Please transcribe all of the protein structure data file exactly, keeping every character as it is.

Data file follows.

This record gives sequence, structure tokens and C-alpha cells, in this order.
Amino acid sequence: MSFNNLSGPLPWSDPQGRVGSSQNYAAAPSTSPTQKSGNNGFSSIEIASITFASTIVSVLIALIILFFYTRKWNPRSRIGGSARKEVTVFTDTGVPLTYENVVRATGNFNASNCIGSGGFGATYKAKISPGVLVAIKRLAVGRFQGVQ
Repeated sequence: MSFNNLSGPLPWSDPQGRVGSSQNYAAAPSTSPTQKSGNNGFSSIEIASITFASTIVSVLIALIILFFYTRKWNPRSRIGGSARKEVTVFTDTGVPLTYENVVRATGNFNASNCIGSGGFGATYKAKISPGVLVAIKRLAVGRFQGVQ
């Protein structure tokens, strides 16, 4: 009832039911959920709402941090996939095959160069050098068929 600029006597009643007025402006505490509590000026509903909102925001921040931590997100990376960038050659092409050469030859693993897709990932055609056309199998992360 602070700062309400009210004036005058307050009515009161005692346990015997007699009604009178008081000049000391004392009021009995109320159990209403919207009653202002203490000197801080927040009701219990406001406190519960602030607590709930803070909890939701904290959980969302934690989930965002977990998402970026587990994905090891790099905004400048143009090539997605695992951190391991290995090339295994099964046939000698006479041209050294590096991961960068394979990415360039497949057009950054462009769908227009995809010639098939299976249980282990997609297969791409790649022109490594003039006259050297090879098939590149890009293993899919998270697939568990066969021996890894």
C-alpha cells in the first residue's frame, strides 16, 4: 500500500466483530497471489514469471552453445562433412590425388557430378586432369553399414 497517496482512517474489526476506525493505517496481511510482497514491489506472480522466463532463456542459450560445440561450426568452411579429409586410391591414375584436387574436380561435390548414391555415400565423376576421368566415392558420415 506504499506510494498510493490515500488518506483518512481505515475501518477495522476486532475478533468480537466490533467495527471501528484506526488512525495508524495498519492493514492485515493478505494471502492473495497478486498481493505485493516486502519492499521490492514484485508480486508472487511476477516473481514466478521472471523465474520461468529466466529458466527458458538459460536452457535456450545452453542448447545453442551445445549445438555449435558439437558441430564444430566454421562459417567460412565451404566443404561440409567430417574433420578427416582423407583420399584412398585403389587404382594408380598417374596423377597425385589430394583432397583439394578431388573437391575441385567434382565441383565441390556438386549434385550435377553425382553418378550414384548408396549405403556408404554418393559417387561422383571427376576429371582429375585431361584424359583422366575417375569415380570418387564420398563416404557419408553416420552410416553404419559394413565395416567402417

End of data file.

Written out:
This record gives sequence, structure tokens and C-alpha cells, in this order.
Amino acid sequence: MSFNNLSGPLPWSDPQGRVGSSQNYAAAPSTSPTQKSGNNGFSSIEIASITFASTIVSVLIALIILFFYTRKWNPRSRIGGSARKEVTVFTDTGVPLTYENVVRATGNFNASNCIGSGGFGATYKAKISPGVLVAIKRLAVGRFQGVQ
Repeated sequence: MSFNNLSGPLPWSDPQGRVGSSQNYAAAPSTSPTQKSGNNGFSSIEIASITFASTIVSVLIALIILFFYTRKWNPRSRIGGSARKEVTVFTDTGVPLTYENVVRATGNFNASNCIGSGGFGATYKAKISPGVLVAIKRLAVGRFQGVQ
């Protein structure tokens, strides 16, 4: 009832039911959920709402941090996939095959160069050098068929 600029006597009643007025402006505490509590000026509903909102925001921040931590997100990376960038050659092409050469030859693993897709990932055609056309199998992360 602070700062309400009210004036005058307050009515009161005692346990015997007699009604009178008081000049000391004392009021009995109320159990209403919207009653202002203490000197801080927040009701219990406001406190519960602030607590709930803070909890939701904290959980969302934690989930965002977990998402970026587990994905090891790099905004400048143009090539997605695992951190391991290995090339295994099964046939000698006479041209050294590096991961960068394979990415360039497949057009950054462009769908227009995809010639098939299976249980282990997609297969791409790649022109490594003039006259050297090879098939590149890009293993899919998270697939568990066969021996890894």
C-alpha cells in the first residue's frame, strides 16, 4: 500500500466483530497471489514469471552453445562433412590425388557430378586432369553399414 497517496482512517474489526476506525493505517496481511510482497514491489506472480522466463532463456542459450560445440561450426568452411579429409586410391591414375584436387574436380561435390548414391555415400565423376576421368566415392558420415 506504499506510494498510493490515500488518506483518512481505515475501518477495522476486532475478533468480537466490533467495527471501528484506526488512525495508524495498519492493514492485515493478505494471502492473495497478486498481493505485493516486502519492499521490492514484485508480486508472487511476477516473481514466478521472471523465474520461468529466466529458466527458458538459460536452457535456450545452453542448447545453442551445445549445438555449435558439437558441430564444430566454421562459417567460412565451404566443404561440409567430417574433420578427416582423407583420399584412398585403389587404382594408380598417374596423377597425385589430394583432397583439394578431388573437391575441385567434382565441383565441390556438386549434385550435377553425382553418378550414384548408396549405403556408404554418393559417387561422383571427376576429371582429375585431361584424359583422366575417375569415380570418387564420398563416404557419408553416420552410416553404419559394413565395416567402417